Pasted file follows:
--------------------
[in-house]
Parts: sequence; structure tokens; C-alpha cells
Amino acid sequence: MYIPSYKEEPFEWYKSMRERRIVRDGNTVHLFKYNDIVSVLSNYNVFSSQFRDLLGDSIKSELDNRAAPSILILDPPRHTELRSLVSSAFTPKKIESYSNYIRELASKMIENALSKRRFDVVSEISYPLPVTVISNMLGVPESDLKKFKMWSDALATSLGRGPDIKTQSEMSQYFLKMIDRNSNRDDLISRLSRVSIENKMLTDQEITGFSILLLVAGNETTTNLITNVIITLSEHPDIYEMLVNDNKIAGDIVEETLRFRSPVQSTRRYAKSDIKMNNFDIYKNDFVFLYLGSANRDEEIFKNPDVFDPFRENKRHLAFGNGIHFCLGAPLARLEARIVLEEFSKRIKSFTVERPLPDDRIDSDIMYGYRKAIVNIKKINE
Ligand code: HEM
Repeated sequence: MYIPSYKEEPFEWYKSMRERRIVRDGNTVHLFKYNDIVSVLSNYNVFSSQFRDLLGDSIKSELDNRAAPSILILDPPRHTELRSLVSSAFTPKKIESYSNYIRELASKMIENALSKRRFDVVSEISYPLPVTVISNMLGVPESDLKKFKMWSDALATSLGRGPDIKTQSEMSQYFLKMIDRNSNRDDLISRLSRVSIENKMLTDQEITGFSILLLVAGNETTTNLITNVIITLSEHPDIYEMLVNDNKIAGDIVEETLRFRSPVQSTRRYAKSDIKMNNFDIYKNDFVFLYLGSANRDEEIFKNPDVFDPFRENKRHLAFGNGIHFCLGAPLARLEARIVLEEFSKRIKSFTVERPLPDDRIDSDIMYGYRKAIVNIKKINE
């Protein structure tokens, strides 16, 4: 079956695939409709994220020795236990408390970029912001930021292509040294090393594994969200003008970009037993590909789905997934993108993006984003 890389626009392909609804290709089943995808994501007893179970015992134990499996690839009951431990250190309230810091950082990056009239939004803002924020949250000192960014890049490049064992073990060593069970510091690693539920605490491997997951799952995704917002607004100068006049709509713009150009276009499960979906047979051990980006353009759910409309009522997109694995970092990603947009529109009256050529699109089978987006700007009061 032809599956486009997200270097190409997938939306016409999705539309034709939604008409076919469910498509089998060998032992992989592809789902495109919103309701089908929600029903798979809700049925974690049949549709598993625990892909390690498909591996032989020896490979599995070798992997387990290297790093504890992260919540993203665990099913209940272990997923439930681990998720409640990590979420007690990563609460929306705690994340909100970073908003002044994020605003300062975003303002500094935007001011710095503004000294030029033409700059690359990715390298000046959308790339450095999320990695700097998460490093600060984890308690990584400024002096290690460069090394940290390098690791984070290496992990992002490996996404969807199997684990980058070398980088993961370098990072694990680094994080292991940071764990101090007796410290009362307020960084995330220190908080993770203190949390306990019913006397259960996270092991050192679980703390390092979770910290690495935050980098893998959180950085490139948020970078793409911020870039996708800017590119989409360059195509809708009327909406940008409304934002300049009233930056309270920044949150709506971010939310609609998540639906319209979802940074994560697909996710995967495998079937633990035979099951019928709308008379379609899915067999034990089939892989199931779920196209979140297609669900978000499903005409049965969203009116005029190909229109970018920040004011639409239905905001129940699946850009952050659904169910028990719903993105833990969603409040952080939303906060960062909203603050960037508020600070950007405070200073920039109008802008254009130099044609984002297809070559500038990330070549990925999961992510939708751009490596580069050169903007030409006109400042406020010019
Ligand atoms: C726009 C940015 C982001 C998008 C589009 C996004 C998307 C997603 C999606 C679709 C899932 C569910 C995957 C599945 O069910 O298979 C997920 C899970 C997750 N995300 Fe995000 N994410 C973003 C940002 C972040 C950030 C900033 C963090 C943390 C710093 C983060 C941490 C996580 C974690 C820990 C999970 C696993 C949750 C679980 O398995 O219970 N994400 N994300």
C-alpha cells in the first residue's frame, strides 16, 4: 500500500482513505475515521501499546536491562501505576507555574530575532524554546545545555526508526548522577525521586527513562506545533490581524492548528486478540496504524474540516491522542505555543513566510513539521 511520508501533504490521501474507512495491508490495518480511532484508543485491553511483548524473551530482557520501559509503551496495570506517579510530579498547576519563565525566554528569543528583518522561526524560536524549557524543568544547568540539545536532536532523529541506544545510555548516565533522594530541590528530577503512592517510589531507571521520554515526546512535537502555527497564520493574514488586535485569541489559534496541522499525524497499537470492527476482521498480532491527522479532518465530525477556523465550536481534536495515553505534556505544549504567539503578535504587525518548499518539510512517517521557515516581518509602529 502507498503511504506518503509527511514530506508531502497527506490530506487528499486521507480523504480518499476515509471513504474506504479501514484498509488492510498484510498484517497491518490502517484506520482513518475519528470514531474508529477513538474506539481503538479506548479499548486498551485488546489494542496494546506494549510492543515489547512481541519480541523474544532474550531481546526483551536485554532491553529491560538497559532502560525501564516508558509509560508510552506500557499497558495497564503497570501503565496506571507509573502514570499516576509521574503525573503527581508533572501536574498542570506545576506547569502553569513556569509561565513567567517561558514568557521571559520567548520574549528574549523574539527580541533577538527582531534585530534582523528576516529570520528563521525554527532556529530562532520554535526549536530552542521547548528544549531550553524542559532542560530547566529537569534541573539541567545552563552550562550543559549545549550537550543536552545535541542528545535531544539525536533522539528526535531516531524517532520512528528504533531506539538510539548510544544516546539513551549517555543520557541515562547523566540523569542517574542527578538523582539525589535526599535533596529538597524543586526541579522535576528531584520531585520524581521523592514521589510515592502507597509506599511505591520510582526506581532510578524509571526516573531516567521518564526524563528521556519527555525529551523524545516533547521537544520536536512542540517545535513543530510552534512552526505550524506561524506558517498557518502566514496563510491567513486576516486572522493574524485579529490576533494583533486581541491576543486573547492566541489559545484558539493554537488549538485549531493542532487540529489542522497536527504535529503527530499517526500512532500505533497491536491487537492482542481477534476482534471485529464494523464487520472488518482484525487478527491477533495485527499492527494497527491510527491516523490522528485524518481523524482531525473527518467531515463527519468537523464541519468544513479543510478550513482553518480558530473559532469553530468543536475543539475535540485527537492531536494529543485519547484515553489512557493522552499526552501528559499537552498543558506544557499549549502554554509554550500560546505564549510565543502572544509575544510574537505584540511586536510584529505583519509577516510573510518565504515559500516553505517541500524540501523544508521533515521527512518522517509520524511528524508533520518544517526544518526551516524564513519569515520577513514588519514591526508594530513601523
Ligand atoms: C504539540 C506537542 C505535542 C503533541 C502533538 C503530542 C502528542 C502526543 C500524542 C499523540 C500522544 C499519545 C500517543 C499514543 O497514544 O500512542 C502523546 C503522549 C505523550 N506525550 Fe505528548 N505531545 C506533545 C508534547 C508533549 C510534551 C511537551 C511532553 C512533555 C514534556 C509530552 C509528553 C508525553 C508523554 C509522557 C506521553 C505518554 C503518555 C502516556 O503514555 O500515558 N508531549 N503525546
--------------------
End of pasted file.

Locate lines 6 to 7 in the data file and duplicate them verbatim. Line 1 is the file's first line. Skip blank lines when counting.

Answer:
């Protein structure tokens, strides 16, 4: 079956695939409709994220020795236990408390970029912001930021292509040294090393594994969200003008970009037993590909789905997934993108993006984003 890389626009392909609804290709089943995808994501007893179970015992134990499996690839009951431990250190309230810091950082990056009239939004803002924020949250000192960014890049490049064992073990060593069970510091690693539920605490491997997951799952995704917002607004100068006049709509713009150009276009499960979906047979051990980006353009759910409309009522997109694995970092990603947009529109009256050529699109089978987006700007009061 032809599956486009997200270097190409997938939306016409999705539309034709939604008409076919469910498509089998060998032992992989592809789902495109919103309701089908929600029903798979809700049925974690049949549709598993625990892909390690498909591996032989020896490979599995070798992997387990290297790093504890992260919540993203665990099913209940272990997923439930681990998720409640990590979420007690990563609460929306705690994340909100970073908003002044994020605003300062975003303002500094935007001011710095503004000294030029033409700059690359990715390298000046959308790339450095999320990695700097998460490093600060984890308690990584400024002096290690460069090394940290390098690791984070290496992990992002490996996404969807199997684990980058070398980088993961370098990072694990680094994080292991940071764990101090007796410290009362307020960084995330220190908080993770203190949390306990019913006397259960996270092991050192679980703390390092979770910290690495935050980098893998959180950085490139948020970078793409911020870039996708800017590119989409360059195509809708009327909406940008409304934002300049009233930056309270920044949150709506971010939310609609998540639906319209979802940074994560697909996710995967495998079937633990035979099951019928709308008379379609899915067999034990089939892989199931779920196209979140297609669900978000499903005409049965969203009116005029190909229109970018920040004011639409239905905001129940699946850009952050659904169910028990719903993105833990969603409040952080939303906060960062909203603050960037508020600070950007405070200073920039109008802008254009130099044609984002297809070559500038990330070549990925999961992510939708751009490596580069050169903007030409006109400042406020010019
Ligand atoms: C726009 C940015 C982001 C998008 C589009 C996004 C998307 C997603 C999606 C679709 C899932 C569910 C995957 C599945 O069910 O298979 C997920 C899970 C997750 N995300 Fe995000 N994410 C973003 C940002 C972040 C950030 C900033 C963090 C943390 C710093 C983060 C941490 C996580 C974690 C820990 C999970 C696993 C949750 C679980 O398995 O219970 N994400 N994300």